Rosario Monegro loves her job running a small day care in Lynn for a handful of children, ages 3 months to 8 years old. But it’s been difficult. She’s seen parents looking for child care caught between opposing forces: Some can’t afford to pay for day care, but can’t go to work and earn money without affordable, reliable child care.
“I would like all parents to have an opportunity to send their children to a family day care,” she said, speaking in Spanish. “That it’s accessible.”
Monegro came to Lowell City Hall Sunday morning with her 8-year-old son, Angel Lizardo, to join a few dozen adults and a handful of children for a playdate rally in support of a bill that would create a universal early education system in the state.
Under the bill, early education systems would receive public funding, like K-12 schools do now; preschool teachers, whose current wages sometimes put them below the poverty line, would be paid at the same levels K-12 teachers are; and families would not pay more than 7 percent of their household incomes for day care.
It’s an ambitious plan, said Representative Vanna Howard, a Lowell Democrat who spoke in favor of the legislation Sunday.
“We are leaders in a lot of things,” Howard said. “In the medical field, in higher ed. ... So we need to be a leader, especially when it comes to early education and child care.”
The Economic Policy Institute, a nonpartisan think tank, put the average cost of child care for an infant in Massachusetts at nearly $21,000. Low-income families can qualify for free or reduced-cost child-care vouchers, but the state is not meeting that demand. As of February, 25,441 children attended child care with public subsidies and another 13,599 children languished on a waitlist.
State Representative Kenneth Gordon, a Bedford Democrat who cosponsored the legislation, said he encouraged his colleagues in the Legislature to look at funding sources for the bill. Advocates have suggested using money from the federal $1.85 trillion Build Back Better package — which in its current form has $400 billion for child-care subsidies — or an additional 4 percent tax on income over $1 million, known as the “millionaire’s tax,” iterations of which have been proposed (and derailed by a lawsuit) in recent years.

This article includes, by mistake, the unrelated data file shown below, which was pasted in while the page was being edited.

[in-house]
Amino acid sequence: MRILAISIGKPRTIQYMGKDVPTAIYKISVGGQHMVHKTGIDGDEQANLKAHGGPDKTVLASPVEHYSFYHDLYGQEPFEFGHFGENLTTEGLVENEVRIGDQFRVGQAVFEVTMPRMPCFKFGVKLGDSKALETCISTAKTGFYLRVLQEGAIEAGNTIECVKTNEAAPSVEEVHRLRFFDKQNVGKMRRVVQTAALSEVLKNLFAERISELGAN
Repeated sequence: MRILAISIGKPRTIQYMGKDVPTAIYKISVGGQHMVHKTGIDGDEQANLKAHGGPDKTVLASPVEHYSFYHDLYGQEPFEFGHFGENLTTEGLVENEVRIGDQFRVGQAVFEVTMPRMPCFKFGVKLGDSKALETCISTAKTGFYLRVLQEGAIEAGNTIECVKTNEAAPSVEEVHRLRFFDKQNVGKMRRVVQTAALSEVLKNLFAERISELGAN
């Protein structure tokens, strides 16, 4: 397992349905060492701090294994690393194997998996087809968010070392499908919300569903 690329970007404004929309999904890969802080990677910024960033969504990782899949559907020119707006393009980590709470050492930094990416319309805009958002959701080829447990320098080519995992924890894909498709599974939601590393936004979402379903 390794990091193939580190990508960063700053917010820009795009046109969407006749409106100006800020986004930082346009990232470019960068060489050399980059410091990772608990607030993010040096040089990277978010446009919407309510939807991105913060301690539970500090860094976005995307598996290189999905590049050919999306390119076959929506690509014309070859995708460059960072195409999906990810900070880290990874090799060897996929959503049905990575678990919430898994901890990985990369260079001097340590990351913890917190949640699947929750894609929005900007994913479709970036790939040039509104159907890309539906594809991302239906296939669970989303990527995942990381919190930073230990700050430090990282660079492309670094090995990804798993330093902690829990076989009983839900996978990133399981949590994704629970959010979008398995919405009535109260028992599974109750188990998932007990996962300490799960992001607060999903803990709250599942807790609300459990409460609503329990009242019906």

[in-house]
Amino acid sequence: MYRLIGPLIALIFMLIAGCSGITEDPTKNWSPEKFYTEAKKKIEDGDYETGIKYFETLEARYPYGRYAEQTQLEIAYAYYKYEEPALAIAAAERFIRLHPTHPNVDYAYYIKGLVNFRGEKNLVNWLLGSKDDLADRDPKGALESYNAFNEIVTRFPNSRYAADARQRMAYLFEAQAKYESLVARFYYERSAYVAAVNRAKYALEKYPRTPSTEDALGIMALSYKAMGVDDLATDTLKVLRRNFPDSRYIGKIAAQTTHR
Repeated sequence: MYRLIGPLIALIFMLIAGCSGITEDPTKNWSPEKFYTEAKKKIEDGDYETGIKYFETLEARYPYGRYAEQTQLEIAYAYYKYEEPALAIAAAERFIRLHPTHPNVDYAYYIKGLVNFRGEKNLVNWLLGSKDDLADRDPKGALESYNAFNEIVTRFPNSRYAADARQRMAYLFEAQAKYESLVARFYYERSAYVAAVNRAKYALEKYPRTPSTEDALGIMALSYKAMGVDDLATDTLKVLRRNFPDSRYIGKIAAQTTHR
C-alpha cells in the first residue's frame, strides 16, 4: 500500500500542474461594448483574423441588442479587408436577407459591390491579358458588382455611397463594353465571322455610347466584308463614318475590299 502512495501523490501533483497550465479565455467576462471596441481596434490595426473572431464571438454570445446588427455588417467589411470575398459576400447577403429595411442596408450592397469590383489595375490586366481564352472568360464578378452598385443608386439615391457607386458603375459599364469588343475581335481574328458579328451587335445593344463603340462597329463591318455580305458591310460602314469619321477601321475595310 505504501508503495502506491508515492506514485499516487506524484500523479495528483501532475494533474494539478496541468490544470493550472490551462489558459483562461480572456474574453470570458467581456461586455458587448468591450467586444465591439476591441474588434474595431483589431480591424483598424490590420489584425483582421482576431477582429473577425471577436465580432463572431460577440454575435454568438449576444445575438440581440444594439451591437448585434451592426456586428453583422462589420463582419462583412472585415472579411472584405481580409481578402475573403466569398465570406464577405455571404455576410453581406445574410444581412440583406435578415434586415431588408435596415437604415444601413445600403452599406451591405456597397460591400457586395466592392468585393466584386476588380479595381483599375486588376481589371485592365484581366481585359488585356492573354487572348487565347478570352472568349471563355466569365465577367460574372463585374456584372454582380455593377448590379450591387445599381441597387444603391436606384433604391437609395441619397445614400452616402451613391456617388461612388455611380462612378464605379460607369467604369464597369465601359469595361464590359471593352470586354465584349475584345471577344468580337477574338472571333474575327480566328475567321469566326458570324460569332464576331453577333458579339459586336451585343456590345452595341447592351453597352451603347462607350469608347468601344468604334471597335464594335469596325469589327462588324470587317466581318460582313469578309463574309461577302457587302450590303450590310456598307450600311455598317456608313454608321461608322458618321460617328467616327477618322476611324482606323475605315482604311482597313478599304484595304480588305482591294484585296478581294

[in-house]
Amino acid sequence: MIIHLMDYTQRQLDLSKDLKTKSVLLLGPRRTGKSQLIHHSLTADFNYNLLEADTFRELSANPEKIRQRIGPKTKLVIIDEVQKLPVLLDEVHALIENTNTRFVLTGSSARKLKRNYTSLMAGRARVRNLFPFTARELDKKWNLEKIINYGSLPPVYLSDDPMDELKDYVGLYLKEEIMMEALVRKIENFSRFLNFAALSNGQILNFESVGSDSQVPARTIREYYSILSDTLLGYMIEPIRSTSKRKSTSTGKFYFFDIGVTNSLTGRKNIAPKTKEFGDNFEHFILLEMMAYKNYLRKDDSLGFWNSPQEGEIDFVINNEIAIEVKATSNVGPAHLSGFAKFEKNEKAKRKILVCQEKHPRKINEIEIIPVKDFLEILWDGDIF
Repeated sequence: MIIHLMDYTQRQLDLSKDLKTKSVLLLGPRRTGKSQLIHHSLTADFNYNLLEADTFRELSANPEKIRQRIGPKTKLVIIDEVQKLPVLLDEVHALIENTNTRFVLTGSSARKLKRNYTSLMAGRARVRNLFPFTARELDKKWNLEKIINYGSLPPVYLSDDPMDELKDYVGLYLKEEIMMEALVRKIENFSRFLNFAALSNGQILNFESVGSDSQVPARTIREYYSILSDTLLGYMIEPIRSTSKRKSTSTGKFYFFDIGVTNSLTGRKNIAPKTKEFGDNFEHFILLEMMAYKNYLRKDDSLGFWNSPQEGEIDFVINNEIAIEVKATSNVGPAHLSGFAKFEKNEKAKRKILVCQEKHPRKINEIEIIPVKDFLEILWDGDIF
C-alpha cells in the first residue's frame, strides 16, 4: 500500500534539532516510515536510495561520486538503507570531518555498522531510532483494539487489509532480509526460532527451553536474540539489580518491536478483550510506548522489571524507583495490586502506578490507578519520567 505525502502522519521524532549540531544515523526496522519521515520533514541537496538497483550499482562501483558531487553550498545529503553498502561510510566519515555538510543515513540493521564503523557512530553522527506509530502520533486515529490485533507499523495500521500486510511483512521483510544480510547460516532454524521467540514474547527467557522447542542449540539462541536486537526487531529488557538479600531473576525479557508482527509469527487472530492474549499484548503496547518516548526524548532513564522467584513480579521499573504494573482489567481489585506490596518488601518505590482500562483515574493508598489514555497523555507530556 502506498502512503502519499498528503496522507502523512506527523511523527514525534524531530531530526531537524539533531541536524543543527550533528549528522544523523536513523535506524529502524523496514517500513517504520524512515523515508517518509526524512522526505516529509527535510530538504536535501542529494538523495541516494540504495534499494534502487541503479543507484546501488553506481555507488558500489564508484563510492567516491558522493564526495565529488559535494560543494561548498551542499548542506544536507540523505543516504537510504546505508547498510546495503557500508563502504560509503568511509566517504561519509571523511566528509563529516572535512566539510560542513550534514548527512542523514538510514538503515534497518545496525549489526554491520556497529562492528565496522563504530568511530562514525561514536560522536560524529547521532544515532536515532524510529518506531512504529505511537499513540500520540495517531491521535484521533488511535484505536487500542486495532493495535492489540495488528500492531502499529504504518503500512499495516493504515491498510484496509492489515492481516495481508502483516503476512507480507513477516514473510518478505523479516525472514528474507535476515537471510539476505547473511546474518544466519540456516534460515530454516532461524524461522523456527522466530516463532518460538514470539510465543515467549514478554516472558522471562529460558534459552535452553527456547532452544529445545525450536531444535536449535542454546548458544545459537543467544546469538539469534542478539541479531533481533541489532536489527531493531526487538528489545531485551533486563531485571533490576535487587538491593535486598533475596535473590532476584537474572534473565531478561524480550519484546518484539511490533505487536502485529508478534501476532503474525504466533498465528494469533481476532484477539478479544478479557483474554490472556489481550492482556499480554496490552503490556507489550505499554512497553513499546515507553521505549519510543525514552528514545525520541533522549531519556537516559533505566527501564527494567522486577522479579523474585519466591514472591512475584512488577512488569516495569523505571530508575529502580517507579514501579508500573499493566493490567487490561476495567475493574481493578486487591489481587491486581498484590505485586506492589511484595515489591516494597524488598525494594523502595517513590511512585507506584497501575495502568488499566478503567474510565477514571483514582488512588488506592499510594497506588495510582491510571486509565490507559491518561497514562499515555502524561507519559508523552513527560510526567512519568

“But with this bill, like like many we do, you’ve got to weigh passing a bill like this against not passing it. What is the cost of doing nothing?” Gordon said. He pointed to small businesses in his district having a hard time finding workers, in part because parents of young children cannot find affordable day care.
“Can we afford to have a system in which people have no affordable and safe and secure place to bring children?” Gordon asked.
Karen Frederick, chief executive of Community Teamwork in Lowell, said she is seeing parents struggle to afford child care.
“Parents are paying as much as they’re paying for mortgages and rents these days,” Frederick said. “It’s really critical that we look at making it affordable for people, and that it’s high quality, and that it’s accessible. And all of those things have to come together.”
Community Teamwork, which cares for about 1,200 children a day, can pay its early childhood educators an entry-level wage of $15 an hour, or about $50,000 a year, for teachers who have a bachelor’s degree.
“Figure that compared to a teacher in a public school, who starts at much higher than that, typically also works fewer hours a day, and fewer days during the year,” Frederick said. “We really need to address that.”
As a result, some teachers are moving from preschool and infant care to teaching older kids at public schools, said Mark Reilly, vice president of policy and government relations at Jumpstart for Young Children. The organization has a program for college students to get training and hands-on experience in early education, but not all of them end up working in the field.
“That’s something we’ve seen all the time at Jumpstart, where we have folks who are so excited to work with young children, they love the opportunity, they have now the training to do it. But they just can’t make the math work,” Reilly said. “In many cases, they’re also taking on debt in order to acquire a credential to enter the field. And when you combine that with wages that are as low as they are in this field, it just doesn’t work.”
Melissa Crowley, who has been a preschool teacher for 20 years, came to the rally with her German shorthaired pointer dog, Piper. She said the bill would offer necessary support for both families who need child care and people working in the industry.
“We’re in the digs of it,” Crowley said. “We’re there for support, and we need support too. "
Stephanie Ebbert of the Globe Staff contributed reporting.
Gal Tziperman Lotan is a former Globe staff member.